4. Ion-Exchange HPLC
The stationary phase has an ionically charged surface of opposite charge to the sample ions. This technique is used almost exclusively with ionic or ionizable samples.
The stronger the charge on the sample, the stronger it will be attracted to the ionic surface and thus, the longer it will take to elute. The mobile phase is an aqueous buffer, where both pH and ionic strength are used to control elution time.
Instrumentation of HPLC
As shown in the schematic diagram in Figure above, HPLC instrumentation includes a pump, injector, column, detector and integrator or acquisition and display system. The heart of the system is the column where separation occurs.
1. Solvent Resorvoir
Mobile phase contents are contained in a glass resorvoir. The mobile phase, or solvent, in HPLC is usually a mixture of polar and non-polar liquid components whose respective concentrations are varied depending on the composition of the sample.
A pump aspirates the mobile phase from the solvent resorvoir and forces it through the system’s column and detecter. Depending on a number of factors including column dimensions, particle size of the stationary phase, the flow rate and composition of the mobile phase, operating pressures of up to 42000 kPa (about 6000 psi) can be generated.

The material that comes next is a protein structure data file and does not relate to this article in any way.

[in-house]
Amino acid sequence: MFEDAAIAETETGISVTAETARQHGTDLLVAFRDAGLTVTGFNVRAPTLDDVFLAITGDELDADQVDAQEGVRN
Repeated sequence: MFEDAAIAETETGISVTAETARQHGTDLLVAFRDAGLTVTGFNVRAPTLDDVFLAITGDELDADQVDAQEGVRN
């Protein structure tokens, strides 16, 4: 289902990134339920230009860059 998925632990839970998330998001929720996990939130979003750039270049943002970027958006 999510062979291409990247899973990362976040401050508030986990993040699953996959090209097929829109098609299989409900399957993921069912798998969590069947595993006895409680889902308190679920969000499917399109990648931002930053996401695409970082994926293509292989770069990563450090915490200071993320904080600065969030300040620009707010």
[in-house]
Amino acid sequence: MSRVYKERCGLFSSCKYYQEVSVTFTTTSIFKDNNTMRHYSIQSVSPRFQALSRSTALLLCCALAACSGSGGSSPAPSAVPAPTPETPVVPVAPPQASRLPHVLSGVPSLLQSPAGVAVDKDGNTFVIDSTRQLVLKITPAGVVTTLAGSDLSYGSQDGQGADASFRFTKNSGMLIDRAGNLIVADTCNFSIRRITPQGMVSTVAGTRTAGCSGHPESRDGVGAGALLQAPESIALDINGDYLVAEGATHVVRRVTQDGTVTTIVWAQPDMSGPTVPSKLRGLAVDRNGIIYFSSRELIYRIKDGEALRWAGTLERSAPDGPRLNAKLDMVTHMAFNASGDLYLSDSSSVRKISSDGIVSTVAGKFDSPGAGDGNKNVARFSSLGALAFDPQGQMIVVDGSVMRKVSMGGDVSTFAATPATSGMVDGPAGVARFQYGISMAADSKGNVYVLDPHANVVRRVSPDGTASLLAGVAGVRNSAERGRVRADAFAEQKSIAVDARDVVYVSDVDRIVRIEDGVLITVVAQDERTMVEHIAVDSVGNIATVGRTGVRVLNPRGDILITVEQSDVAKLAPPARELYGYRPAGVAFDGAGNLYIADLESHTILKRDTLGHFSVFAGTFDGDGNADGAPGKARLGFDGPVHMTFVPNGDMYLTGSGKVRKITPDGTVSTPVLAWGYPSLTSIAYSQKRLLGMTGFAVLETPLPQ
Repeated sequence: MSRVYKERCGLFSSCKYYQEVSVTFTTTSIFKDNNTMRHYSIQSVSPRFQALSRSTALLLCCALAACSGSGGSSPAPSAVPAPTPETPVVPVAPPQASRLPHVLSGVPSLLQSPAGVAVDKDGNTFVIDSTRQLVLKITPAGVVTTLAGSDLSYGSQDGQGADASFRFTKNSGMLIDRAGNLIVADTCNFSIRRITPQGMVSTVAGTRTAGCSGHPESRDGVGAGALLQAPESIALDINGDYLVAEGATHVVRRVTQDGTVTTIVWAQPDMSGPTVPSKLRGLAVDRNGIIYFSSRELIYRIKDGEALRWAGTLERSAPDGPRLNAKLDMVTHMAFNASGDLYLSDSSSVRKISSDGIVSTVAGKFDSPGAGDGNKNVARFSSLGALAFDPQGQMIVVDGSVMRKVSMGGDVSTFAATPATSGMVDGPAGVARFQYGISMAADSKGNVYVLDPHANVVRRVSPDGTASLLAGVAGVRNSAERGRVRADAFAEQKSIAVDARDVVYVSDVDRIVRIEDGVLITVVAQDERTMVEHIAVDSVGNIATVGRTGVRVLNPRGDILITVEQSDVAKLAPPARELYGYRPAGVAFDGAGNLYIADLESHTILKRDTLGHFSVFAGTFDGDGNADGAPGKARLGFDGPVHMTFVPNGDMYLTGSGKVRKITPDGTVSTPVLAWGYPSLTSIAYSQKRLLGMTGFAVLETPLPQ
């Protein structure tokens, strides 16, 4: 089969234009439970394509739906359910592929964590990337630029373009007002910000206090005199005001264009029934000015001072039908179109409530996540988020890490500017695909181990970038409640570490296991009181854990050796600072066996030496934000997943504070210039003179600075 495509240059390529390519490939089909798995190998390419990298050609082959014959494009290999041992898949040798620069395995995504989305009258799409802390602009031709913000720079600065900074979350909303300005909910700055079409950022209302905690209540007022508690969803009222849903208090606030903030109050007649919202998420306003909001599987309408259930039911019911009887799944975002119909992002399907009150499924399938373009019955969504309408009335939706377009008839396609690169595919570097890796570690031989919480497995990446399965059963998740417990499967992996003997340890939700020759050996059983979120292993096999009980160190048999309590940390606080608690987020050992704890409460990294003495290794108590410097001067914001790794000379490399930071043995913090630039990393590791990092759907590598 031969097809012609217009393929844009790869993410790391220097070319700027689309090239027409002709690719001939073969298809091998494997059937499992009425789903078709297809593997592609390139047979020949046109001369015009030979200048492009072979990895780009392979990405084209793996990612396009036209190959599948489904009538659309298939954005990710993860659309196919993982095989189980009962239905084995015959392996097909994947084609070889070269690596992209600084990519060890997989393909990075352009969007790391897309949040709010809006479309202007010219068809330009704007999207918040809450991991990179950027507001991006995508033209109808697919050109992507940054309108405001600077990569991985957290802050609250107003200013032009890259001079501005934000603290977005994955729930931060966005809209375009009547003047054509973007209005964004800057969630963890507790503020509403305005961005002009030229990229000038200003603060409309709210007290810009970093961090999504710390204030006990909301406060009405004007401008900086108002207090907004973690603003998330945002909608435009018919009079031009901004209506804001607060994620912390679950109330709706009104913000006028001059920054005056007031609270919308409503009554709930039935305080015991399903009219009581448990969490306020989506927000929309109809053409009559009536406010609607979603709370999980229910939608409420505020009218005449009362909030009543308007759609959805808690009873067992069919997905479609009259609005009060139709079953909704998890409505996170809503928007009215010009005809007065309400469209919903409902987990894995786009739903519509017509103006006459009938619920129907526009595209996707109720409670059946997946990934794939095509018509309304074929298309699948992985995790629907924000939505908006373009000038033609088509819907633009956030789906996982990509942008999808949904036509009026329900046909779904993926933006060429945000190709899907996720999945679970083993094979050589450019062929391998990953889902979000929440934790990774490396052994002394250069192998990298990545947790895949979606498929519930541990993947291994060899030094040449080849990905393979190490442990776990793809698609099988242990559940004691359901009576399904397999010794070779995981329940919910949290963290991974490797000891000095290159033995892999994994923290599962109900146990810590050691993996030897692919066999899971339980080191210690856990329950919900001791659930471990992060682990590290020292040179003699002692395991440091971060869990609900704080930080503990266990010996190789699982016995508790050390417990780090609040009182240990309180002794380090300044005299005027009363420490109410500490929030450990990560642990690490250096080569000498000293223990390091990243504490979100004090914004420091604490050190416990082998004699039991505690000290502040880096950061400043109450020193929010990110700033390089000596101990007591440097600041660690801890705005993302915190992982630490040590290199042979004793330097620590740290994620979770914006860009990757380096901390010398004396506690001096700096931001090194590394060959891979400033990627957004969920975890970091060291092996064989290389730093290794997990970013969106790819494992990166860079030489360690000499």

3. Sample Injector
The injector can be a single injection or an automated injection system. An injector for an HPLC system should provide injection of the liquid sample within the range of 0.1-100 mL of volume with high reproducibility and under high pressure (up to 4000 psi).
Columns are usually made of polished stainless steel, are between 50 and 300 mm long and have an internal diameter of between 2 and 5 mm. They are commonly filled with a stationary phase with a particle size of 3–10 µm.
Columns with internal diameters of less than 2 mm are often referred to as microbore columns. Ideally the temperature of the mobile phase and the column should be kept constant during an analysis.
The HPLC detector, located at the end of the column detect the analytes as they elute from the chromatographic column. Commonly used detectors are UV-spectroscopy, fluorescence, mass-spectrometric and electrochemical detectors.
6. Data Collection Devices
Signals from the detector may be collected on chart recorders or electronic integrators that vary in complexity and in their ability to process, store and reprocess chromatographic data. The computer integrates the response of the detector to each component and places it into a chromatograph that is easy to read and interpret.